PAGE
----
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GlobeNewsWire Press Release 

Toronto, March 7, 2022

Not 9 to 5 launches revolutionary mental health support program for foodservice professionals.

The world’s first digital community platform designed for hospitality workers by hospitality workers

Today, Not 9 to 5, a global non-profit organization based in Toronto advocating for mental health in the foodservice industry, launched CNECTed, a groundbreaking training and certification course in an effort to increase accessibility to mental health education after the industry reached a peak of challenges due to the COVID-19 pandemic. Tailored to the hospitality industry and served through the online platform CNECTing, certification costs $44.95 and was designed and developed through funding by the Government of Canada’s Future Skills Centre. CNECTed’s content is written in everyday language, and addresses specific pain points that exist in the hospitality and foodservice industry. This comprehensive tool includes 5 modules on understanding mental health, stress & trauma, depression, anxiety, and substance use.
For restaurant staff, stress has been on the menu since before the pandemic. Not 9 to 5 conducted a survey between 2019 and 2020, revealing that 90% of workers said yes to experiencing mental health and substance use challenges and access to mental health support was not affordable due to low wages. Based on Not 9 to 5’s 2021 research report, those still working as front-line staff in food and beverage have reported experiencing a ripple-effect of burnout (87%), depression (77%), high levels of anxiety (84%) as well as disordered eating (63%). A report by Deloitte indicates it’s good business sense to invest in mental health training and yields a strong ROI within 3 years.
Fearing existing challenges that hospitality professionals face, industry veteran, advocate and Not 9 to 5 Executive Director, Hassel Aviles knew there was a need to facilitate affordable training, resources and solutions.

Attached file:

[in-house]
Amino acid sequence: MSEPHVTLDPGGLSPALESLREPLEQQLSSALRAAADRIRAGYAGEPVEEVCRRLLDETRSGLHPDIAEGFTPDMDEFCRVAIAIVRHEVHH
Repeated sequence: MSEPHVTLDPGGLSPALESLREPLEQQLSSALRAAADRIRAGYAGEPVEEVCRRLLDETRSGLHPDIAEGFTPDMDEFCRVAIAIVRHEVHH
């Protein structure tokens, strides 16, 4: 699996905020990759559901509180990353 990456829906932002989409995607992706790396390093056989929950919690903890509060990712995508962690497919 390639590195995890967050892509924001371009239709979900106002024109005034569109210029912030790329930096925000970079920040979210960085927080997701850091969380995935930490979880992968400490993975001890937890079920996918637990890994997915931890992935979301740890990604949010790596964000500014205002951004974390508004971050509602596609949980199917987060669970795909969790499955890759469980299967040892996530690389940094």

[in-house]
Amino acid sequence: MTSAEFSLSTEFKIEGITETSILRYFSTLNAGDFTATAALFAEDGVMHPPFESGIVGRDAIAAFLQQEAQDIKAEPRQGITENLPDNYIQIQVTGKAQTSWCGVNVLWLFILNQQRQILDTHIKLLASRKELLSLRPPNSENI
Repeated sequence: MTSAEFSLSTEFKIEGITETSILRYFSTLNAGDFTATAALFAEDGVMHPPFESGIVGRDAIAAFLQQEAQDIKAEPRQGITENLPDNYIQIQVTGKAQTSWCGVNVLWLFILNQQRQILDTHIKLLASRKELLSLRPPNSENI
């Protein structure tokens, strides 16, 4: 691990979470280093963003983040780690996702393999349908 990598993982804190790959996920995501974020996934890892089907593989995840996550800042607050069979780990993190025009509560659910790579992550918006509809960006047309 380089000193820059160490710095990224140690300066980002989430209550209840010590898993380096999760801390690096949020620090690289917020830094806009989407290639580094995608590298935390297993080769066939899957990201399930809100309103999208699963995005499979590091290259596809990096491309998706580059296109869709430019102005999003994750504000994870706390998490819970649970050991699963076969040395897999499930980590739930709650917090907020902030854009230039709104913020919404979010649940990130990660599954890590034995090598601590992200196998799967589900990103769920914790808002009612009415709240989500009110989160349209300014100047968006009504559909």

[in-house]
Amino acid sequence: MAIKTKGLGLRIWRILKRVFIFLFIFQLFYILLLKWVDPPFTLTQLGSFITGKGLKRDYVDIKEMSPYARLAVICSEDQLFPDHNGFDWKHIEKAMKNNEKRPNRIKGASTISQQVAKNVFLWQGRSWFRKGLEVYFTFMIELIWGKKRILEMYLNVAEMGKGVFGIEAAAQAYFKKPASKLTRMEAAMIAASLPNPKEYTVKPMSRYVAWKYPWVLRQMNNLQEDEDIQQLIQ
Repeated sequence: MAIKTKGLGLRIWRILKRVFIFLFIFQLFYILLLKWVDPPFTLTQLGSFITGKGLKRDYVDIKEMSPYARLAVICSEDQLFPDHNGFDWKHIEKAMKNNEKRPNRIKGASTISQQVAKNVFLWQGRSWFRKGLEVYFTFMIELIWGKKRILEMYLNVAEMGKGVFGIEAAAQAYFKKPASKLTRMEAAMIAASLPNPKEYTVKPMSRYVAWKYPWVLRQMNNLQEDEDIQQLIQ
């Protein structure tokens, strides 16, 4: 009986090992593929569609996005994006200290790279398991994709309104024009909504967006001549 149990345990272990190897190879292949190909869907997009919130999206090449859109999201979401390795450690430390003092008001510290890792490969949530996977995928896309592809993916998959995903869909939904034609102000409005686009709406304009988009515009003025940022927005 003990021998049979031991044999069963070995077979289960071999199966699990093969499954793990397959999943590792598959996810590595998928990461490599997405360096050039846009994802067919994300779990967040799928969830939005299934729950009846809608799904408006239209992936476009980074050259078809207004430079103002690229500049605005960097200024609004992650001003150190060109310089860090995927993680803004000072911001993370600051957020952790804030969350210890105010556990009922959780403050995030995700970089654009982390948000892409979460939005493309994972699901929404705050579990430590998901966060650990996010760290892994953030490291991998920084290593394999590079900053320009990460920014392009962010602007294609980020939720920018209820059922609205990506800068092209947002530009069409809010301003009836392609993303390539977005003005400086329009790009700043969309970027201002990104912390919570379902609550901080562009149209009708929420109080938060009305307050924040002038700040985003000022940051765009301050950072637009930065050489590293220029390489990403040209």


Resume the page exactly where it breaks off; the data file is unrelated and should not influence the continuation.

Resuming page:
“The hospitality industry has a 75% turnover rate. CNECTed is my love letter for the foodservice sector that encourages the investment in inclusive mental health education and equipping workplaces with skills to provide psychological safety,” says Aviles.
The organization’s coalition bridges mental health expertise with industry-specific resources that were consulted with licensed professional counselor and industry veteran Laura Green of Healthy Pour. “CNECTed creates a responsible bridge between the industry and evidence-based practice. Understanding what is happening to us means we can take the next steps,” says Laura. 
Industry insiders and organizations across North America have given their stamp of approval to the program.
“By providing industry specific resources and certifications like CNECTing, we can support our members, and an industry that, pre-pandemic, employed over 1.2 million Canadians, which can help improve the industry’s overall well-being,” says Roberto Sarjoo, Director of Marketing at Restaurants Canada.
“The James Beard Foundation values the opportunity for all individuals in the food and beverage industry to access the tools for a healthy body, mind and spirit. We appreciate our community partner, Not 9 to 5, and their work to ensure that mental wellness becomes an integral part of our industry,” says Colleen Vincent, VP of Community at The James Beard Foundation.
CNECTing takes a disruptive approach to mental health support by offering free online tools including an educational guidebook for all members. Hospitality workers and business owners are invited to join CNECTing (for free) and get CNECTed certified ($44.95 CAD and $35 USD).

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Jessica Nudo, PR liaison


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